Despite the abundance of different opal varieties, five opal types take the lead: white/light opal, crystal opal, gray/dark opal, boulder opal and black opal.
Light or white opal refers to any opal with an N7-N9 body tone and can be common or precious. Light opals range from colorless to light gray, while white opals have a white to pale gray body. These opals can be transparent to semi-opaque, but most have a milky tone.
White is the most common opal color and most abundant precious opal type. It’s mined in Australia’s Coober Pedy.
Crystal opal is pure hydrated silica. It does not contain any oxides (the material that turns an Opal white or Black); Crystal Opal is translucent so you can see straight through it when you hold it up to a bright light.
Crystal opals can display any colour of the spectrum.
Primary sources of crystal opals, Coober Pedy, South Australia, and White Cliffs, New South Wales, are producing some of the most beautiful crystal opals.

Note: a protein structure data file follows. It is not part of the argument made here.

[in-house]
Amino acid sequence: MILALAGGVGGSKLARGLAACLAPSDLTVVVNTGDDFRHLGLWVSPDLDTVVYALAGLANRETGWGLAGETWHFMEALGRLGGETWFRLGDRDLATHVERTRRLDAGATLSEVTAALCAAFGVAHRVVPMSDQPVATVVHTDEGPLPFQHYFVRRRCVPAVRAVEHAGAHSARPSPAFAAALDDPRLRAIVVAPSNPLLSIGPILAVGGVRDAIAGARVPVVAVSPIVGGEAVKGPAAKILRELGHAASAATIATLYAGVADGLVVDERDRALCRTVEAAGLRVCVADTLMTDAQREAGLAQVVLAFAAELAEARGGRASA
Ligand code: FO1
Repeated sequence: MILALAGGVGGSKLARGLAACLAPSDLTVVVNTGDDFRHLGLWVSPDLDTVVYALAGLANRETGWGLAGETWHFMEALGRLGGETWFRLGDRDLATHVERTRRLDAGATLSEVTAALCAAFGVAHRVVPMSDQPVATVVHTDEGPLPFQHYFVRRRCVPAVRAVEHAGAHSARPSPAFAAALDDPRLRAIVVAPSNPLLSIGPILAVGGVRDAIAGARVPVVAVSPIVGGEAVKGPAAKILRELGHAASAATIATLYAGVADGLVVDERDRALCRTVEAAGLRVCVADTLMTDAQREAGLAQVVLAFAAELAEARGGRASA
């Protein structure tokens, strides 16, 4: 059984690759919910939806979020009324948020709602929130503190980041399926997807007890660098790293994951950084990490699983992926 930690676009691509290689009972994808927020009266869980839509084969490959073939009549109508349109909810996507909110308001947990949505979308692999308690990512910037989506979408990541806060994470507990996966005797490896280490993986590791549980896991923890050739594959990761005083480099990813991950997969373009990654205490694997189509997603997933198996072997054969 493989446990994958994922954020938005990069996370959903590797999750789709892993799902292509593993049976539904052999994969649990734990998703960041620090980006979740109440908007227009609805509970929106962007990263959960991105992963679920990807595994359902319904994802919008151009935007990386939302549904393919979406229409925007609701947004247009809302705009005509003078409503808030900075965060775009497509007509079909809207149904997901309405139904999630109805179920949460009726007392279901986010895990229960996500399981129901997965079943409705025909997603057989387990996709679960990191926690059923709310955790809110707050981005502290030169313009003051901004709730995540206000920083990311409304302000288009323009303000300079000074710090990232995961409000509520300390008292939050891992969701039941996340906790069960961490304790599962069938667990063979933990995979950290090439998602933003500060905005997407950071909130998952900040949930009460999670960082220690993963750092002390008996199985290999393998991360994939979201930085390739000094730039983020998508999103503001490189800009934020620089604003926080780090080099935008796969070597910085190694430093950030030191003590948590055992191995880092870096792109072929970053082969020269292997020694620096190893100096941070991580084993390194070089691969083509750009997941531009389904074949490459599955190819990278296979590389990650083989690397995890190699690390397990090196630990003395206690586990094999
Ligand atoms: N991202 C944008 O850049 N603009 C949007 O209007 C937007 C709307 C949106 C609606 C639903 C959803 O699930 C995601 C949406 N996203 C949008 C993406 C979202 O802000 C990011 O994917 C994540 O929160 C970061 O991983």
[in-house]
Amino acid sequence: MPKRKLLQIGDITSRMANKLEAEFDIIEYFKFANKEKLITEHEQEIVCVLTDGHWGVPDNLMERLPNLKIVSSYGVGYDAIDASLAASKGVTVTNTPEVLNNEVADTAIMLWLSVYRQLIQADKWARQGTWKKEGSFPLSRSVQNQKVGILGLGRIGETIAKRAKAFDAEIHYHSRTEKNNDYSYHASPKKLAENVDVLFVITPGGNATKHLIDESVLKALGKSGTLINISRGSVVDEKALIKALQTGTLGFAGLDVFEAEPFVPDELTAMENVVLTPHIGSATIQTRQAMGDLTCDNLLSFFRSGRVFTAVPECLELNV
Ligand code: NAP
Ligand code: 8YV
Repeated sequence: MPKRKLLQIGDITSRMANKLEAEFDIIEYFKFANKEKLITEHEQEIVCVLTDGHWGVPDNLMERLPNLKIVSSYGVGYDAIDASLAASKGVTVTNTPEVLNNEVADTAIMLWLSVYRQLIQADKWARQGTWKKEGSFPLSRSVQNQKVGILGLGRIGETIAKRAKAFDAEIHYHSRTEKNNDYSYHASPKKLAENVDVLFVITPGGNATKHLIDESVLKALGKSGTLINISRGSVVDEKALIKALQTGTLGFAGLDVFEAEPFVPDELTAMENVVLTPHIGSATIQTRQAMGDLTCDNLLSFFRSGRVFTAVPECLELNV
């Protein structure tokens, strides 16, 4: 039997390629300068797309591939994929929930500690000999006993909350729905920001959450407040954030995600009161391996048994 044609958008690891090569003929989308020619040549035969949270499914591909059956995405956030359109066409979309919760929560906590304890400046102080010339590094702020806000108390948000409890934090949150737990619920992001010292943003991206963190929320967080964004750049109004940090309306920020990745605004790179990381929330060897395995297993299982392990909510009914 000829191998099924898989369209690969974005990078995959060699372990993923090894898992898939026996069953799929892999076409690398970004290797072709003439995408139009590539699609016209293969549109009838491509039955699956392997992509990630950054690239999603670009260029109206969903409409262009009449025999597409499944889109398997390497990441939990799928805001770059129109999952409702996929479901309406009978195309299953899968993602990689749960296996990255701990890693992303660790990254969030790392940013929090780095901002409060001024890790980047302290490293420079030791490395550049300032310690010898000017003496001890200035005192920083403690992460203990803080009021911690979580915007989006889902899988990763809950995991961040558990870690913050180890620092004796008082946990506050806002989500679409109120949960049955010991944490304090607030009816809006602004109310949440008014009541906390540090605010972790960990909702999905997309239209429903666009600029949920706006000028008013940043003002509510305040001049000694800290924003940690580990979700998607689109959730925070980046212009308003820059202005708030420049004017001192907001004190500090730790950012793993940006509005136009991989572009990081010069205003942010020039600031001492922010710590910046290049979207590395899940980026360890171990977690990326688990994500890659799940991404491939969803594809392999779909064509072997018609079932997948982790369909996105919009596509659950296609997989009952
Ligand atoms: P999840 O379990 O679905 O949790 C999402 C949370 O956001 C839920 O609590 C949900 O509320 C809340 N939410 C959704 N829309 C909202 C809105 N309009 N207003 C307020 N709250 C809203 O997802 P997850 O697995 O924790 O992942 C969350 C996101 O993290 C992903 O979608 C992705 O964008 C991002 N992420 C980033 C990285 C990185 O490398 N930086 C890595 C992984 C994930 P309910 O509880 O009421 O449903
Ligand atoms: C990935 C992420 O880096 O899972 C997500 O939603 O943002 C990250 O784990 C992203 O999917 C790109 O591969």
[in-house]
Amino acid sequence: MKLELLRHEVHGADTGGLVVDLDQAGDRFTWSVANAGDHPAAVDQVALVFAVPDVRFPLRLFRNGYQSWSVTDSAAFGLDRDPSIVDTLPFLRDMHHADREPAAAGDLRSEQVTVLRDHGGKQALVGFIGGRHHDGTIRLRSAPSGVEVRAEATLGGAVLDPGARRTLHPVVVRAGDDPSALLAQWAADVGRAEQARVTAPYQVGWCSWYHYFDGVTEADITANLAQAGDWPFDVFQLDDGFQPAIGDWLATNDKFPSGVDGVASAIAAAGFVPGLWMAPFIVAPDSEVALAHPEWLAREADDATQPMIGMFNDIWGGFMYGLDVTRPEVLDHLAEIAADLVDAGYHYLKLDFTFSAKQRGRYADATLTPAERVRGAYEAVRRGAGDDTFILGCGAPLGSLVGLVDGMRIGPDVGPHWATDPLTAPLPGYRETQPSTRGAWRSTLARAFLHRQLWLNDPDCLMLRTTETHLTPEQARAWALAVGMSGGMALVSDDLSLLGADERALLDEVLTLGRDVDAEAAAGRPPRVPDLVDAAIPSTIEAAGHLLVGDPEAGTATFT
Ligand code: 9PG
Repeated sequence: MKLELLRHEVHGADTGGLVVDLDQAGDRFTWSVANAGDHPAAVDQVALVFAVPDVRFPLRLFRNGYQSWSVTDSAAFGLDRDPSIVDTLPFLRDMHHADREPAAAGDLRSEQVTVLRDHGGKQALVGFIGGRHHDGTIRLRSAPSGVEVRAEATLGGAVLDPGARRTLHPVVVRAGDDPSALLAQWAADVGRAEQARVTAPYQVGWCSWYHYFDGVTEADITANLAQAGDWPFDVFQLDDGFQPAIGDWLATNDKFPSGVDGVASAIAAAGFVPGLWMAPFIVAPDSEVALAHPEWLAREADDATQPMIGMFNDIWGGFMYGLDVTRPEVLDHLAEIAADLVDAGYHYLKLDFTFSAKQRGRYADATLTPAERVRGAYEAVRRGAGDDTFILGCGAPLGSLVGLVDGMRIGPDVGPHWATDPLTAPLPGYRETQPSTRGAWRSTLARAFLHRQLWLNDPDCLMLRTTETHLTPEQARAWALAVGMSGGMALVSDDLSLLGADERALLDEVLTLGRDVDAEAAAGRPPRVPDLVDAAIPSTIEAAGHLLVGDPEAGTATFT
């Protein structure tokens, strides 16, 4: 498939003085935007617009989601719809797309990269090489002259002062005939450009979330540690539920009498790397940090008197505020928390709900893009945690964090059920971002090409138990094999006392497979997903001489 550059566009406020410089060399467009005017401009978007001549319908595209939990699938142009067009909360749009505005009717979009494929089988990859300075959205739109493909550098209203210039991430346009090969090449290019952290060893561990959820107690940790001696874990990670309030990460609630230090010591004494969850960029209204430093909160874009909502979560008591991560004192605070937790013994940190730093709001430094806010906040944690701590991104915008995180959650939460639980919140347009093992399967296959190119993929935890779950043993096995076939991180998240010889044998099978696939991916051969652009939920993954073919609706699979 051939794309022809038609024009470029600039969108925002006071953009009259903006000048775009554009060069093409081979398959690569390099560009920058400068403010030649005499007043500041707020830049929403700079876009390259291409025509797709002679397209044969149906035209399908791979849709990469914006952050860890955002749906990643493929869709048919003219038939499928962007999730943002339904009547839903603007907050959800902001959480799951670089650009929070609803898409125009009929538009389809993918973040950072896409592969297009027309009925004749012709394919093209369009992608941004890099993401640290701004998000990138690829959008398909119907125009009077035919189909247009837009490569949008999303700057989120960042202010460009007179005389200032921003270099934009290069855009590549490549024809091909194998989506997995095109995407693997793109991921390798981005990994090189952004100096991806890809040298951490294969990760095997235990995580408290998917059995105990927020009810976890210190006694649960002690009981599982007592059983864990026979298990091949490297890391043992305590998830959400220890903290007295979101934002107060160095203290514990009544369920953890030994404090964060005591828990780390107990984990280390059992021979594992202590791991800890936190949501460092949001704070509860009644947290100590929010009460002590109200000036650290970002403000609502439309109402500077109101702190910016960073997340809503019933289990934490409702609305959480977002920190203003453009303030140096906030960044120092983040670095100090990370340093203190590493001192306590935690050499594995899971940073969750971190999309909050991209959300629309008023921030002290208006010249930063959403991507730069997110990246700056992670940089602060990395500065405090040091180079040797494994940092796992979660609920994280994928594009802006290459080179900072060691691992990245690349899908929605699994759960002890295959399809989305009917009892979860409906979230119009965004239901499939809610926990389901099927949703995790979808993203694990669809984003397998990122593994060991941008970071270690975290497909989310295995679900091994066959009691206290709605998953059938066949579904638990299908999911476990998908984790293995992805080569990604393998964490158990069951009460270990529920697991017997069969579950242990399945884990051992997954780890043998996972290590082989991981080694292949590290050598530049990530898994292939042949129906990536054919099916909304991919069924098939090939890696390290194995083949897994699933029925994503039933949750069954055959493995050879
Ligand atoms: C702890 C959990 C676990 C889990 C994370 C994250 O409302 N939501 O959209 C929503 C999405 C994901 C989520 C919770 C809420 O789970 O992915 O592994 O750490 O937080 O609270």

Gray or dark opal is between white and black, at N5-N6 body tones. Also called “semi-black opals,” these common or precious opals have a medium gray body tone that isn’t dark enough to be black opal. The majority of dark opal comes from Lightning Ridge or Mintabie, Australia. This type is less common than white opal but shows a brighter play-of-color.
Black opal is the rarest opal variety, defined by a dark gray to black body tone from N1-N4. These opals can be transparent black crystal opals or opaque.
Most gem-quality black opals come from Lightning Ridge, Australia. Black precious opal has the brightest play-of-color of any opal.
Boulder opal is a combination of precious opal and host rock, typically ironstone or sandstone, though some contain vegetation or fossilized wood instead of rock.
The precious opal occurs as patches and/or thin seams attached or surrounded by the host rock. This happens when pre-formed opal silica water seeps into the rock’s crevices before the opal hardens.
The main source of boulder opal is Queensland, Australia.